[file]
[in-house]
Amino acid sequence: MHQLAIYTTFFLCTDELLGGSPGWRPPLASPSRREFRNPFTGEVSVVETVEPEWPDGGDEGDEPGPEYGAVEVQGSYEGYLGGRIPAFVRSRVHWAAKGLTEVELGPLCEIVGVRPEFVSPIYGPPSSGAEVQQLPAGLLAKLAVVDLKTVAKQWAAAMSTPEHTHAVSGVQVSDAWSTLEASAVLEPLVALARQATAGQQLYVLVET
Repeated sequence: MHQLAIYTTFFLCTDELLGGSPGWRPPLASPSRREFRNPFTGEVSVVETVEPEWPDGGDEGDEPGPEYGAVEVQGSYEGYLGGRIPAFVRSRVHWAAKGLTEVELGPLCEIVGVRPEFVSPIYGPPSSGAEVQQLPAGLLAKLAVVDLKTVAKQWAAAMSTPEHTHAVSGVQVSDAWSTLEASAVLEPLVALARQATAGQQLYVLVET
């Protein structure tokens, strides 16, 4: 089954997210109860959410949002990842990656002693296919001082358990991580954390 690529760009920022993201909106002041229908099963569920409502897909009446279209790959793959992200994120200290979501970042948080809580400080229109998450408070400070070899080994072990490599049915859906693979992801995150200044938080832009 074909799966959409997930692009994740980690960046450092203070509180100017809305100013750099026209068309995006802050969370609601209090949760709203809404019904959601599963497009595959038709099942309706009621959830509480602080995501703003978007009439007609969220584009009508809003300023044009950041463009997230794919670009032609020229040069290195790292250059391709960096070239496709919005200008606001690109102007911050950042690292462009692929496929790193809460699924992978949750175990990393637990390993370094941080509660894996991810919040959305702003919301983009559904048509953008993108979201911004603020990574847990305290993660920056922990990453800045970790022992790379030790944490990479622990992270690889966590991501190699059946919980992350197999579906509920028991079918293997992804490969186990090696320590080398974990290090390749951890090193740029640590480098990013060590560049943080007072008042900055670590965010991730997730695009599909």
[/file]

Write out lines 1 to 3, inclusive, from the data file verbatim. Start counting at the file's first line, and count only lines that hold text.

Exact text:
[in-house]
Amino acid sequence: MHQLAIYTTFFLCTDELLGGSPGWRPPLASPSRREFRNPFTGEVSVVETVEPEWPDGGDEGDEPGPEYGAVEVQGSYEGYLGGRIPAFVRSRVHWAAKGLTEVELGPLCEIVGVRPEFVSPIYGPPSSGAEVQQLPAGLLAKLAVVDLKTVAKQWAAAMSTPEHTHAVSGVQVSDAWSTLEASAVLEPLVALARQATAGQQLYVLVET
Repeated sequence: MHQLAIYTTFFLCTDELLGGSPGWRPPLASPSRREFRNPFTGEVSVVETVEPEWPDGGDEGDEPGPEYGAVEVQGSYEGYLGGRIPAFVRSRVHWAAKGLTEVELGPLCEIVGVRPEFVSPIYGPPSSGAEVQQLPAGLLAKLAVVDLKTVAKQWAAAMSTPEHTHAVSGVQVSDAWSTLEASAVLEPLVALARQATAGQQLYVLVET